Sunday, September 11, 2011

Ten Years Later

Ten years ago, my wife, my four-year-old daughter, and my one-year-old son--still crawling--had an offer in on a house. Its price was, as was the convention, about three times my government salary, which was just barely adequate to support my stay-at-home, homeschooling family. By the end of the year, the house would be ours, and our one car's head gasket would blow. I would take on teaching at the local community college to help make ends meet and to make payments a second used car.

Nine years ago exactly, I formed a company on paper. Eight years ago it was on contract. Seven years ago I was taking my family for a weeklong vacation--the type of thing we had never done in years of military and government pay--driving a fancy car, and we were browsing larger houses in the area. Six years ago, it was clear that respecting the doubt to buy larger was a sensible choice.

Four years ago around this time, we'd just received my son's diagnosis of Duchenne Muscular Dystrophy. He was still walking and climbing the steps, albeit with some difficulty. I was working for a group with questionable ethics and was content to lose my job at the end of the year.

Two years ago around this time, I was in Baltimore with my son, visiting and speaking with their firemen who would be working the MDA's Fill the Boot campaign. On the drive home, I called my wife. She had received notice of the bank's intent to foreclose.

Three days ago, a large tree in the backyard toppled on the house's roof. The two bathrooms upstairs were crushed and the tree lay over the roof covering my son's bed, the stairwell, and the front door. Tomorrow we have a previously scheduled appointment to hear about household medical equipment for my son, necessary upgrades given that he cannot walk. We drive the same two used cars, the fancy one long gone. The contract I currently work is scheduled for recompete.

Around this time maybe twenty-five years ago, I stood on the WTC observation deck overlooking the city. Twenty-one years ago joining the Army as a linguist, I had no idea I'd be learning Arabic when Desert Storm broke out. Around this time fourteen years ago, after working a project in this industry as a mathematician, I confessed to my wife and toddler daughter--who was just learning to crawl--that I didn't think that this work was the right path for me. I had no idea where I would be or how I would be involved ten years ago and then subsequently.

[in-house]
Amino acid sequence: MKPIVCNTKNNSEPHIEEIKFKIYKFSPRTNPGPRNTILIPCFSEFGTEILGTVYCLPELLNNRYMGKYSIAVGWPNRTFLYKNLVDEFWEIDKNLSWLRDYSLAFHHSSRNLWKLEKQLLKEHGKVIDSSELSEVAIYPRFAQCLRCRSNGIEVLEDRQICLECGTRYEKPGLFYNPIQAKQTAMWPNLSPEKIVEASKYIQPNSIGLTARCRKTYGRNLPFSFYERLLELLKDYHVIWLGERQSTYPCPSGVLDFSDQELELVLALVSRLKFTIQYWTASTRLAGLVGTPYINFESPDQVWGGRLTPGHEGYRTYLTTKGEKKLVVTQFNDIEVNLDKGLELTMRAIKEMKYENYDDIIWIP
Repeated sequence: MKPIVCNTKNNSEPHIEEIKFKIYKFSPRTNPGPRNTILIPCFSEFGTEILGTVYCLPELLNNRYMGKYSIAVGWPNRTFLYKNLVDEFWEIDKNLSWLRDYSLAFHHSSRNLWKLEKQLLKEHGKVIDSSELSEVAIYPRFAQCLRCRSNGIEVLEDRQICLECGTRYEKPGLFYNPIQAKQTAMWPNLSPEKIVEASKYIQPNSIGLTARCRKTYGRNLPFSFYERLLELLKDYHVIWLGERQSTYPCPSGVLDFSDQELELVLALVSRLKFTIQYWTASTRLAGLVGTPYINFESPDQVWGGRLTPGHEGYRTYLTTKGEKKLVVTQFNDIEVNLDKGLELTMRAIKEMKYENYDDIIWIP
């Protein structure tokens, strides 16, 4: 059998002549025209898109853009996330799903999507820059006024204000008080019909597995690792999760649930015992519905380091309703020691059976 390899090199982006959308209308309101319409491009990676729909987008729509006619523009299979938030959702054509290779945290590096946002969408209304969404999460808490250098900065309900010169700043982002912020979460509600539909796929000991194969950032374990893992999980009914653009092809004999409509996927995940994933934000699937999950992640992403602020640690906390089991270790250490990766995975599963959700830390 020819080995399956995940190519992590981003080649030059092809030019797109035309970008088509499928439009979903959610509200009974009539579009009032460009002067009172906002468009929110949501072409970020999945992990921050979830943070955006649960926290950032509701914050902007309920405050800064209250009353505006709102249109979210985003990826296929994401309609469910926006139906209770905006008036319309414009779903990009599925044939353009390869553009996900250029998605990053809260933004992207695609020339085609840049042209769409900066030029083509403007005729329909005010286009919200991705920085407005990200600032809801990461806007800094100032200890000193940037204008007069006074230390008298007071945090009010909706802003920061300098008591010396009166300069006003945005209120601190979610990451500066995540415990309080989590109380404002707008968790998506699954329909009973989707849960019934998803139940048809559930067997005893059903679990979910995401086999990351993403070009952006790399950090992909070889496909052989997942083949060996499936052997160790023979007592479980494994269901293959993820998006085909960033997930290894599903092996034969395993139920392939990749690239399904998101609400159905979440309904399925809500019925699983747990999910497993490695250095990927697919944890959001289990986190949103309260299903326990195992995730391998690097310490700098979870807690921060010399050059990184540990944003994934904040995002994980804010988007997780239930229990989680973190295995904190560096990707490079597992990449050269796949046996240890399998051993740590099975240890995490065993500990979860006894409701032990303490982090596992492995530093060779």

Today I am still here, but I am not the same.

While a "War on Terror" or "Unrest in the Middle-East" have served as a touchstone or backdrop for almost my entire, post-"Evil Empire" career, they--like the car, the house, and anything else--ultimately had little to do with the transformation itself. Whatever the backdrop, there was just the living and the choices.

So many choices, individually and collectively, led us all to this moment. Without conscious, awakened action, certain paths were probably predictable. Even with the momentum of habit, beginning right now we can all move in a new direction. For me, it starts here, listening to the rain falling on the tarp above where my bathroom and roof were.

What's next? I have some thoughts...

Monday, September 5, 2011

Another Year

I've received the automated notice that--unless I intervene--on 14 September, the domain will be renewed and my credit card will be charged accordingly, allowing for yet another year of opportunities to finally say something meaningful.

I can tell you that, from an occasional peek at the statistics, I may be the site's primary reader; still, there are a few who pay attention or find me in search against my advice to the contrary. A few of those will engage in a conversation or drop by for discussion. A few of those will stay for some practice. One way or another, though, everything is changed--if for no other reason than I am changed.

Ultimately, is Aikido or Zen practice, or anything else in life, any different from this?

Ninindori: Today, I stand still and open my arms. My recollections of my past seize my left; visions of my future seize my right. Am I still free? Aikido and Zen. Mind and Body. I do not know...

The instructor shatters the silence: "Hajime!!!"


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